Voluntary Contributors to AHBIC
AB’s Honey Honey DownUnder
Beechworth Honey Niklaus, A and G
Bees Neez Apiaries Papworth, F and E
Bourke, Lindsay Saxonbee Enterprises
Blue Hills Honey Spring Gully Foods Pty Ltd
Bush Honey Stephens, R
Capilano Honey Limited Tasmanian Crop Pollination
Carter, DJ and LA Tasmanian Honey Company
Chiltern Honey Farm Warral Apiaries
Crop Pollination Assoc WA Weerona Apiaries
Dewar Apiaries Wescobee Limited
Gells Honey Wilson, Colin
AHBIC acknowledges the beekeeper suppliers who contribute via their packer and queen bee supplier to AHBIC. We also urge beekeepers to support those packers/queen bee breeders who contribute to AHBIC.
Does your honey buyer’s or queen bee supplier’s name appear on this list?
If not, then ask ‘why not?’
SUPPORT THOSE WHO SUPPORT YOUR INDUSTRY!
Queen bee breeding workshop
Saturday 12th April 2008
The Australian Queen Bee Breeding Group will be holding its inaugural workshop on Saturday April 12, 2008. Members of industry are invited to attend at a cost of $20.00 which includes morning and afternoon teas and lunch.
The venue will be the Stephen Roberts Lecture theatre, Zoology Building, University of Sydney.
9.30 Welcome Prof Ben Oldroyd
9.40 Outline of current bee breeding programs in Australia
- Better Bees (John Davies)
- AQBBG (Bruce White)
- Jo Horner
11.00 Morning tea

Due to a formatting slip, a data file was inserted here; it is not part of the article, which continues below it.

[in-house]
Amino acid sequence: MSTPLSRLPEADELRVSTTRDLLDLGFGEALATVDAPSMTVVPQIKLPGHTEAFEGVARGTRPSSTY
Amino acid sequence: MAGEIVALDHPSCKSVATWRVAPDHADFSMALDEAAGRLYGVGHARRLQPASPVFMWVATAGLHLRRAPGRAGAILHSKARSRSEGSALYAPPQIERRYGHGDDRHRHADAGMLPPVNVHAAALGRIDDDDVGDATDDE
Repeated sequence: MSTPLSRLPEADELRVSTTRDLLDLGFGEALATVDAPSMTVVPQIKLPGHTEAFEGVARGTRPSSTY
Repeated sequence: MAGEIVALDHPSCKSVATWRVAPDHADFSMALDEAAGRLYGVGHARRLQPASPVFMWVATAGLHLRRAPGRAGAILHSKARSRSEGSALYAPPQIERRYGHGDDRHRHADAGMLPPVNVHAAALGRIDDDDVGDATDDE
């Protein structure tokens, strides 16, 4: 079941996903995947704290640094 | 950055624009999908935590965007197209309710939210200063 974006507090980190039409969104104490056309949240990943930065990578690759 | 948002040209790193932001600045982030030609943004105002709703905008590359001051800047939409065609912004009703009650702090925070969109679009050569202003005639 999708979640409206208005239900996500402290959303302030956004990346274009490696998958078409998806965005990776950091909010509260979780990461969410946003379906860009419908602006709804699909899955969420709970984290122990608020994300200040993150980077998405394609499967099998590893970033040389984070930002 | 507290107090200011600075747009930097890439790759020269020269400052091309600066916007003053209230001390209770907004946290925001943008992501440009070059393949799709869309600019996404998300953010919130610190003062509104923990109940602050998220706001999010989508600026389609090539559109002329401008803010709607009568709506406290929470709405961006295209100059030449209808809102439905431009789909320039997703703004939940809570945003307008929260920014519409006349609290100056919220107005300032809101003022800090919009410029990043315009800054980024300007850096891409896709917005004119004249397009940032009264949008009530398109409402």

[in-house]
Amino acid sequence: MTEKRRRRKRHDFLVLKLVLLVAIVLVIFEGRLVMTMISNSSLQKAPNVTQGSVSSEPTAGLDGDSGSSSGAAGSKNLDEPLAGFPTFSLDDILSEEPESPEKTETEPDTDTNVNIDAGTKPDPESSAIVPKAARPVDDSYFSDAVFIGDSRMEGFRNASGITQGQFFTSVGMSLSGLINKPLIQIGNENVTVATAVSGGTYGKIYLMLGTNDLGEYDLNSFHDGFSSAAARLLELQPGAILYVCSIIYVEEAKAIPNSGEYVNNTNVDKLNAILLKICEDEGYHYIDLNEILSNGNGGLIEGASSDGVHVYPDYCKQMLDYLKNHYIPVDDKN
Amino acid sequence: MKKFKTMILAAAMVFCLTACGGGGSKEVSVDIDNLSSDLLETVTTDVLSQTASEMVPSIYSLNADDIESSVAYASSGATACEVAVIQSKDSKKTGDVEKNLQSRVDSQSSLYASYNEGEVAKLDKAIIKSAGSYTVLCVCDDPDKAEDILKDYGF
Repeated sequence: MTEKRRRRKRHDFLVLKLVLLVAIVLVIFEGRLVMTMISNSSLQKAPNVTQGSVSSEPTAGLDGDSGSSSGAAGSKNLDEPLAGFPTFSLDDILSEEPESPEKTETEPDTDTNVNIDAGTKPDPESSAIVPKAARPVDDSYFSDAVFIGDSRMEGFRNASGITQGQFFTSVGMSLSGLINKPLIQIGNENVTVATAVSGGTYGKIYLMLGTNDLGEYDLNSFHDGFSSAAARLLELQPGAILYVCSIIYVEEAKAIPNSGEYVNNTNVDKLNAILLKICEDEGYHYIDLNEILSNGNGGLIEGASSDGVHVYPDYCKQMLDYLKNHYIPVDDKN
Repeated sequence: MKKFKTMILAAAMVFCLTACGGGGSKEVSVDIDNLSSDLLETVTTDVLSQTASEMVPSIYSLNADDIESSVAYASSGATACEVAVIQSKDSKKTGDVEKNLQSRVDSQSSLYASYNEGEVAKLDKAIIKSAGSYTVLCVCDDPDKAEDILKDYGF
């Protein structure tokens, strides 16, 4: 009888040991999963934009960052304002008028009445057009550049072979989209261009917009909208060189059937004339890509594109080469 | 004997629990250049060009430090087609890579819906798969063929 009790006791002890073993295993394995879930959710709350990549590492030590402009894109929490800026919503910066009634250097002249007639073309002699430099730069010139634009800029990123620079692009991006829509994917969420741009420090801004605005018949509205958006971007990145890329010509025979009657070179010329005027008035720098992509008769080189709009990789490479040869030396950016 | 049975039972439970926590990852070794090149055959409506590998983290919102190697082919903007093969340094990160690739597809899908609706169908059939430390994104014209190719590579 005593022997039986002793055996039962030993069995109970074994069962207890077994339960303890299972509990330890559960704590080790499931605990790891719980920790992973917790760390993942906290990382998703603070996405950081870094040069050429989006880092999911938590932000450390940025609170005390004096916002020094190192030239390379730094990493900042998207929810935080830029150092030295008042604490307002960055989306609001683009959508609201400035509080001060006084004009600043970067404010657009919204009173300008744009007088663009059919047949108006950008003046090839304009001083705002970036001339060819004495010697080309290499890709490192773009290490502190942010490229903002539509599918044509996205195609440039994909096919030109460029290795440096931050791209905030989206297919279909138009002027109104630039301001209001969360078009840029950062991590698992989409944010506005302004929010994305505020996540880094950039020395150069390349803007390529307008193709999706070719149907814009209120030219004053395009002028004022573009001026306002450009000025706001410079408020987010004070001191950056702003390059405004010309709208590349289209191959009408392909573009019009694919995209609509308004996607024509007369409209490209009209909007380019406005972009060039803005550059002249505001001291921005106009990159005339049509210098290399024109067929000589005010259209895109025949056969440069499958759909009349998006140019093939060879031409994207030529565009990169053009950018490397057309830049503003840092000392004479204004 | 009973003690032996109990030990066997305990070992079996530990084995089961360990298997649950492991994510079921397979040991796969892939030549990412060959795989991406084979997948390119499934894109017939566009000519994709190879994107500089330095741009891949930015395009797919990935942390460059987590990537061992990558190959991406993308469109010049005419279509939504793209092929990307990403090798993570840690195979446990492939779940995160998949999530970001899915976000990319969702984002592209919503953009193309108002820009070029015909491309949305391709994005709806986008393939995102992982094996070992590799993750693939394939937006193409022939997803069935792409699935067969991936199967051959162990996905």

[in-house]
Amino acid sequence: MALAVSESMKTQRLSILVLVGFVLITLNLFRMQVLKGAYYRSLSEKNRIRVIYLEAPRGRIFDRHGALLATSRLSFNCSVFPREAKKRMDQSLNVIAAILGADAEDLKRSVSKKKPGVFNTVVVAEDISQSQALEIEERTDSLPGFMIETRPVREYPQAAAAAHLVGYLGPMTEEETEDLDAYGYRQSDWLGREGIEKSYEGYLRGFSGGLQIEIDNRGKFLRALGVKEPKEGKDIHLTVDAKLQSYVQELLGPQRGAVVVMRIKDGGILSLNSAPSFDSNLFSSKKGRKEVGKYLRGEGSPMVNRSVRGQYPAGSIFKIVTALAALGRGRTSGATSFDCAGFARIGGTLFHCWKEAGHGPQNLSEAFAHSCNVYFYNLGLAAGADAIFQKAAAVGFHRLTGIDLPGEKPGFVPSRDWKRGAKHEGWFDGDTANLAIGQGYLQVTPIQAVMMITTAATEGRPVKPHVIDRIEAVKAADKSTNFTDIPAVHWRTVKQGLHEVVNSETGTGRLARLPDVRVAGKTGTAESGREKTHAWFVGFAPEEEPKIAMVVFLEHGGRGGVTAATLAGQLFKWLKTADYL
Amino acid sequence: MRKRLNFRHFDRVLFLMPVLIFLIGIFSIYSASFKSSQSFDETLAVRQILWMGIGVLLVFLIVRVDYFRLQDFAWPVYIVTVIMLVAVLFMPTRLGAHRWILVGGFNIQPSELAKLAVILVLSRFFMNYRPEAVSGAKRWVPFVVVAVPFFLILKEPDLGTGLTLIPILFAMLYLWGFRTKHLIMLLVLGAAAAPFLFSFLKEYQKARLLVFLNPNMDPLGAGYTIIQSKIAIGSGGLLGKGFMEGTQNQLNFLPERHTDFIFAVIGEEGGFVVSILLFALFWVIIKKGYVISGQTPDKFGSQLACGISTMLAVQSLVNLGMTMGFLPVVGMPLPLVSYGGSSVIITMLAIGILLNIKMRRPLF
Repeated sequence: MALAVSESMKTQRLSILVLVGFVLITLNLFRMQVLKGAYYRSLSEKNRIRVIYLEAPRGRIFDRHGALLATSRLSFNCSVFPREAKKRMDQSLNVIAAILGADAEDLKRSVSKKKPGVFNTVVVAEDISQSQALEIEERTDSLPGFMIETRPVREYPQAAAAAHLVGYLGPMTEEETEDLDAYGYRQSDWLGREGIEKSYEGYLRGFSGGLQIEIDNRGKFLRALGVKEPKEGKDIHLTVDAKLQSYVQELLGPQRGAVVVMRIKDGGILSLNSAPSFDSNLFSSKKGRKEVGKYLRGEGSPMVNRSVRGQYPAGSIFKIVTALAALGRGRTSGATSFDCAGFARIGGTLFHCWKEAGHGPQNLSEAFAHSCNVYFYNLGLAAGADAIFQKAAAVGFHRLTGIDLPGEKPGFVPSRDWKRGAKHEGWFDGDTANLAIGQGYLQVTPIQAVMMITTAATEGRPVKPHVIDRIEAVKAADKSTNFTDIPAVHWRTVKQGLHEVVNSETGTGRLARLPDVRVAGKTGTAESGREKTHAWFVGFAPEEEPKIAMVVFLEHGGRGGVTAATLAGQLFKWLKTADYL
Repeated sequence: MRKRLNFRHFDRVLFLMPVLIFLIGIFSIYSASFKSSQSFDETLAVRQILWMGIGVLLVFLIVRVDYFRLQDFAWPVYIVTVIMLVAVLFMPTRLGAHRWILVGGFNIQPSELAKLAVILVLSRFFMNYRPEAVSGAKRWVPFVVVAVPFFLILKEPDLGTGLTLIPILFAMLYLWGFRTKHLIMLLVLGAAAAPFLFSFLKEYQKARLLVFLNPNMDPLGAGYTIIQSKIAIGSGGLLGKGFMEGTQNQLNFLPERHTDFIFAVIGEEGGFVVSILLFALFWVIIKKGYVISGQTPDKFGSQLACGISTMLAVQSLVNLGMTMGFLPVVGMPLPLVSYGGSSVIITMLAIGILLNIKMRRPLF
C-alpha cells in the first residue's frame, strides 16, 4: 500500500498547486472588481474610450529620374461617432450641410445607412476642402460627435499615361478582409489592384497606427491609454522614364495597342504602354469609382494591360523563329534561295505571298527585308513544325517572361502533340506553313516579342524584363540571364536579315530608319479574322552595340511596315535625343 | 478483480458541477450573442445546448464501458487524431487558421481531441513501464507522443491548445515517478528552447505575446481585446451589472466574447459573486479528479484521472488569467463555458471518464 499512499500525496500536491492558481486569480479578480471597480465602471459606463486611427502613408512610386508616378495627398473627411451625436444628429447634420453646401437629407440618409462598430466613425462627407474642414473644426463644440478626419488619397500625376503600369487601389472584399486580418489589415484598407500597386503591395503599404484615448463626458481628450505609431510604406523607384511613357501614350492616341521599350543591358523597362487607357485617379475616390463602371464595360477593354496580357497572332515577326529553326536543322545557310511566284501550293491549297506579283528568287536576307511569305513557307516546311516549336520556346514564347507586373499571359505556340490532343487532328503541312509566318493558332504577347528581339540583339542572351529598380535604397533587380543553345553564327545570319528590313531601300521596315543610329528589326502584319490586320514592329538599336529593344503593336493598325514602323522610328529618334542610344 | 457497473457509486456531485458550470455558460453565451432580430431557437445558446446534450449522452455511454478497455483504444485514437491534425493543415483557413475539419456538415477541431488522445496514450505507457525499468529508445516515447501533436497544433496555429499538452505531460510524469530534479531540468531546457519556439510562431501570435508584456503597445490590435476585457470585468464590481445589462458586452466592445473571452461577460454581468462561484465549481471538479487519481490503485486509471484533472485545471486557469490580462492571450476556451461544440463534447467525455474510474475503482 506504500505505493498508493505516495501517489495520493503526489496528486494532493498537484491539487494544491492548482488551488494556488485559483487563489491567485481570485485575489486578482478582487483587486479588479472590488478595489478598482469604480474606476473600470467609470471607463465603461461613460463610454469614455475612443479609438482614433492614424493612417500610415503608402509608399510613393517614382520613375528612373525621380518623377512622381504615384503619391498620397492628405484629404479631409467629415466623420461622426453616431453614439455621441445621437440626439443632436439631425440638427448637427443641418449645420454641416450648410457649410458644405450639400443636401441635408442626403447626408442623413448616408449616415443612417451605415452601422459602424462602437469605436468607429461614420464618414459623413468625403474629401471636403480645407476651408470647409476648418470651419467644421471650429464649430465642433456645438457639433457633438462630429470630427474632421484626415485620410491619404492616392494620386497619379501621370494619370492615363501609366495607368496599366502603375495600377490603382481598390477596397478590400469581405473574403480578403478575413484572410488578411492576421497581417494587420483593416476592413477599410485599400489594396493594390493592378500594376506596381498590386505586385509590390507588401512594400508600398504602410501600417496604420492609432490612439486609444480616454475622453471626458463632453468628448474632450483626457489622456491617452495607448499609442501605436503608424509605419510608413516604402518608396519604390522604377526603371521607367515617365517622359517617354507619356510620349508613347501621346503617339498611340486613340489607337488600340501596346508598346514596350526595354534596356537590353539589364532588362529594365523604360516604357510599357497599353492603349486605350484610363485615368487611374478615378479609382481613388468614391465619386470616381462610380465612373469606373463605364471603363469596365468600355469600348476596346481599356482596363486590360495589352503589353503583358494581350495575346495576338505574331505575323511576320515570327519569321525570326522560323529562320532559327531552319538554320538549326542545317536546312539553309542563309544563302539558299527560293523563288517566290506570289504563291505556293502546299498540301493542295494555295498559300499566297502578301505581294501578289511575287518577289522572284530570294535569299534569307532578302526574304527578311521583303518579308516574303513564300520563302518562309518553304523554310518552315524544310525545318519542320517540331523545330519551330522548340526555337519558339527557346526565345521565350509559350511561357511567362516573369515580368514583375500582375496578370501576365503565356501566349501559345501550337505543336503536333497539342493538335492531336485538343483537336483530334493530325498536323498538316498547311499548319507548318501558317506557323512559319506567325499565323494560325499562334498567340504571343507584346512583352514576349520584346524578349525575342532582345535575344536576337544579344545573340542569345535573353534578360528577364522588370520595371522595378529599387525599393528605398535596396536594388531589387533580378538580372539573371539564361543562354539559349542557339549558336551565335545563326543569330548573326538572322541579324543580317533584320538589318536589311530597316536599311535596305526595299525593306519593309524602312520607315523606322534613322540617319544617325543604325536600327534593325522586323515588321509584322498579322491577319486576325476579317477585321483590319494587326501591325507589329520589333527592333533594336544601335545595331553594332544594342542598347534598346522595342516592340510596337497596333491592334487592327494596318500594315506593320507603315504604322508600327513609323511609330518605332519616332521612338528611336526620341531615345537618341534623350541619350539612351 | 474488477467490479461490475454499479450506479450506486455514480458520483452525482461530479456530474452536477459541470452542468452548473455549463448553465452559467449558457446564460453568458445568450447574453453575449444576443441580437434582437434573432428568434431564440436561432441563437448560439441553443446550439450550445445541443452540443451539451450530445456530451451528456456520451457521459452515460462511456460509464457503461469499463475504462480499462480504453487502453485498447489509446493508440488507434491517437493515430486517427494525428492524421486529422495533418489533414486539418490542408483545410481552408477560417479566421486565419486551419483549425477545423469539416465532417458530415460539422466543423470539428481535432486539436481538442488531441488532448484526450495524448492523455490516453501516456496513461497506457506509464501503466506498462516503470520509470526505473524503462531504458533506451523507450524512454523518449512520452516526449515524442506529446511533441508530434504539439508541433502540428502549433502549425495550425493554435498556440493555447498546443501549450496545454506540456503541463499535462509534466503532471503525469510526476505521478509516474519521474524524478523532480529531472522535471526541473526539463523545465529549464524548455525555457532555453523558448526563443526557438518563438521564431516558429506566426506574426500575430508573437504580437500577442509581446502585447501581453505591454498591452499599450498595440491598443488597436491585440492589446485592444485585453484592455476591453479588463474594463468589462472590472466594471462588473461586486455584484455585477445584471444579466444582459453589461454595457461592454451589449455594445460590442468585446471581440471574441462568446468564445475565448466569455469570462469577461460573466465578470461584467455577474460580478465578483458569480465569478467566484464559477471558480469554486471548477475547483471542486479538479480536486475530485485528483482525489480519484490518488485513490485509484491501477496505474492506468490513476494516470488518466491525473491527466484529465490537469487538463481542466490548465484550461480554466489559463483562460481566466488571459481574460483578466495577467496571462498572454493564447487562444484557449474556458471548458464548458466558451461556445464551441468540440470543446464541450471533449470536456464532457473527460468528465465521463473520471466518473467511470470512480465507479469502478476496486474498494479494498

11.30-12.30 General problems in bee breeding and promise for the future (Ben Oldroyd)
1.30 Report on Black Bee genetic variance (Peter Oxley)
1.45 Report on genetic variance in the West Australian Bee Breeding program (Nadine Chapman)
2.00 Report on mating control by Jo Horner's method (Ben Oldroyd or Peter Oxley)
2.15 Report on the hygienic behaviour genes, Spivak stock (Peter Oxley)
2.30 - 3.15 Visit to the Social Insects laboratory (DNA Robot, sequencing machine, bee house etc)
3.15-4.00 Report on the honey production of the AQBBP lines. Bruce White and Ben.
4.00-5.00 Reports from assessors
- Wayne Sawdy
- Lindsay Bourke
5.00 Experiences in dairy cattle (Prof Frank Nicholas, University of Sydney)
At the conclusion of the workshop, participants are invited to the Forest Lodge Hotel for drinks and dinner (at own expense).
Accommodation (if required)
There are several hotels and guesthouses adjacent to the University
The Alishan Guest house has single rooms from $55 (share facilities) to $88 (en suite)
The Forest Lodge Hotel is pub style Telephone: 02 9660 1782.
There are also the usual chains around Central Station.
Parking on campus is permitted but expensive. Because it’s a weekend, you should find free parking on Glebe streets.